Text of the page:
Introduction to Classes Question: __init__()


Hi everyone! I hope you've been enjoying the week so far. I just have a question about the introduction to classes code used. The following code works according to codecademy:

class Customer(object):
    """Produces objects that represent customers."""
    def __init__(self, customer_id):
        self.customer_id = customer_id

    def display_cart(self):
        print "I'm a string that stands in for the contents of your shopping cart!"

class ReturningCustomer(Customer):
    """For customers of the repeat variety."""
    def display_order_history(self):
        print "I'm a string that stands in for your order history!"

monty_python = ReturningCustomer("ID: 12345")

However, what I'd like to know is why the class ReturningCustomer need not init(self, customer_id) like the class Customer. This is especially interesting for me because I went onto the next exercise, then saw that the code below worked for the "Inheritance Syntax" exercise:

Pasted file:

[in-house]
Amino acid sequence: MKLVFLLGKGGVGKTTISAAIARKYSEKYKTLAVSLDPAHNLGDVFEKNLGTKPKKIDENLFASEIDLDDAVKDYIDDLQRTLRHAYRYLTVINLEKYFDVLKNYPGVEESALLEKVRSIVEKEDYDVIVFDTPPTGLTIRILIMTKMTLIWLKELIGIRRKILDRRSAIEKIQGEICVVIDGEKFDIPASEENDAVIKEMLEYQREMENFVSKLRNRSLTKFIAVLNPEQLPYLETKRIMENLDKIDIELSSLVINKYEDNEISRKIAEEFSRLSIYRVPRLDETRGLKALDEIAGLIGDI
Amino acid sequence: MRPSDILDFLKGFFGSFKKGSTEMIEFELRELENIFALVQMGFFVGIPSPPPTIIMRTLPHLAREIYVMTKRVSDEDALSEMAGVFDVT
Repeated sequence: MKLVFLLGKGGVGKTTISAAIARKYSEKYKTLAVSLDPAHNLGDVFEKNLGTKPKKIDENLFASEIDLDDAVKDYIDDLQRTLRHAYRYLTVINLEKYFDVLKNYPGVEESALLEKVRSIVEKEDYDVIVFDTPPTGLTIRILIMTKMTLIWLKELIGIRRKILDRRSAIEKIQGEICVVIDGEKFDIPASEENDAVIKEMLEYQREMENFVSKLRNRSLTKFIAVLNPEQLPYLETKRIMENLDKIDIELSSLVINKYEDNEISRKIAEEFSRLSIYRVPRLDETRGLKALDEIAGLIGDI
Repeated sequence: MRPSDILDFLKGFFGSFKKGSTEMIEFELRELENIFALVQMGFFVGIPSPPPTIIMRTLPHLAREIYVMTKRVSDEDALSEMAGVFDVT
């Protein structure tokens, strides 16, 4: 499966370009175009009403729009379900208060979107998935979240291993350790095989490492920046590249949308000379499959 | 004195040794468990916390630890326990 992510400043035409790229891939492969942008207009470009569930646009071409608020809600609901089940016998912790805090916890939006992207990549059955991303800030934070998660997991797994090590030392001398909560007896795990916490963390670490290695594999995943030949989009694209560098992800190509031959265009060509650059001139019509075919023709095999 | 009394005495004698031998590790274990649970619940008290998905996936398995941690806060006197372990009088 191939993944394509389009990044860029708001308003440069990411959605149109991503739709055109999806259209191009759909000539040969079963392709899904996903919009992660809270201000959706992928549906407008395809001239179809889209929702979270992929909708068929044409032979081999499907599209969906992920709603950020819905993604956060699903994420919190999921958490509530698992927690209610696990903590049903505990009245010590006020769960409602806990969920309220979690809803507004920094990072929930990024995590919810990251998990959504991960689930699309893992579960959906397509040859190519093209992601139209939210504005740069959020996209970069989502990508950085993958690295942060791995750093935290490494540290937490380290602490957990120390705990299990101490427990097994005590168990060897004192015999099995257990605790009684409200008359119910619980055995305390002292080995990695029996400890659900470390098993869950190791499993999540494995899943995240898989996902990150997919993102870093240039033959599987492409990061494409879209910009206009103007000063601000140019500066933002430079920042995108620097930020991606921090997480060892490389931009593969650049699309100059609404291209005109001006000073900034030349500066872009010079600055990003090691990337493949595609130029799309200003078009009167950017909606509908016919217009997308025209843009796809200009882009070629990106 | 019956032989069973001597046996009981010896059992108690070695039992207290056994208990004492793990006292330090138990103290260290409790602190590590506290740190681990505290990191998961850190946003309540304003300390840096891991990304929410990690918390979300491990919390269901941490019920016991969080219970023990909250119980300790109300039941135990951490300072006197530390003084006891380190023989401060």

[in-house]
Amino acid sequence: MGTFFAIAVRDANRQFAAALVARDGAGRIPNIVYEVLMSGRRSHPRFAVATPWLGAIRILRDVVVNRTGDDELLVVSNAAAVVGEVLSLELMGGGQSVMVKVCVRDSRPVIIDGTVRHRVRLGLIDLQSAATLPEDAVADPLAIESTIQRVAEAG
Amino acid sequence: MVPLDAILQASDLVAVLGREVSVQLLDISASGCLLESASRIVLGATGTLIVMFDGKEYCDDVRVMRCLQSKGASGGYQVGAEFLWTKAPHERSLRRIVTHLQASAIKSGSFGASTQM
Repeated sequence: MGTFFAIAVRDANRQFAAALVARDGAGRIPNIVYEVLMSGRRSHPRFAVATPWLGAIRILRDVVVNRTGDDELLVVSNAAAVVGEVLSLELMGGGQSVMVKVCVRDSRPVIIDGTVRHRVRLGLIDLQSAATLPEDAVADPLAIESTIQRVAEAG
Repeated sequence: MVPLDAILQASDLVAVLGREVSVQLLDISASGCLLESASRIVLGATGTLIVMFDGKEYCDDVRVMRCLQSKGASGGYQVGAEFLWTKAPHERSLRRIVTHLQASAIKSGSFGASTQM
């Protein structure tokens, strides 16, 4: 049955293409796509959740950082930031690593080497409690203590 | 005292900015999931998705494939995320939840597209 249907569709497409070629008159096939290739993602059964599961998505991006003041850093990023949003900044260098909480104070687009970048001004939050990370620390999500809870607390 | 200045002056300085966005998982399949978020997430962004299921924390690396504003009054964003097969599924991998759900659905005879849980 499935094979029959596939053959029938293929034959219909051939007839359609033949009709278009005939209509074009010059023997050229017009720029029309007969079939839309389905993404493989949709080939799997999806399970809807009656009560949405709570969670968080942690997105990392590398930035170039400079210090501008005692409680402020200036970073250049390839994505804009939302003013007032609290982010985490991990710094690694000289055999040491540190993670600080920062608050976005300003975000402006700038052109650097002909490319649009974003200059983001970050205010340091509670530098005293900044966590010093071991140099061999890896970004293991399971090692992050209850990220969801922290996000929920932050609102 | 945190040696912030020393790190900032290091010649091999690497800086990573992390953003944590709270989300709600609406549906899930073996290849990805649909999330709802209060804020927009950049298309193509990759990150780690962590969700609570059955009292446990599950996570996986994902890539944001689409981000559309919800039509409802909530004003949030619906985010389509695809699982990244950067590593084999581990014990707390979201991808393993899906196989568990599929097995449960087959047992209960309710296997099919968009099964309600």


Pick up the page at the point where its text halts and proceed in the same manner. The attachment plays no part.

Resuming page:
class Shape(object):
    """Makes shapes!"""
    def __init__(self, number_of_sides):
        self.number_of_sides = number_of_sides

# Add your Triangle class below!
class Triangle(Shape):
    def __init__(self, side1, side2, side3):
        self.side1 = side1
        self.side2 = side2
        self.side3 = side3

As you can see, the class Triangle needed to use init() (be initialized?). Again, what I'd like to know is why the class ReturningCustomer need not init(self, customer_id) like the class Customer, but the Triangle class is doing essentially the same thing, but needs init(). Thank you very much for your time, and enjoy the weekend!


need is not the right term, it depends on the purpose of your program. If a class (like ReturningCustomer) doesn't have an __init__() method, the parent init method is called instead

in case of triangle we overwrite __init__() because the init of Shape doesn't fit our purpose


I see now. This makes a lot of sense! Thanks for your quick reply, and enjoy the rest of the week!


and a class doesn't have to have an init method

init is just a method which is automatically called when you create a class instance (monty_python)


I think I understand. Thanks for the reply!


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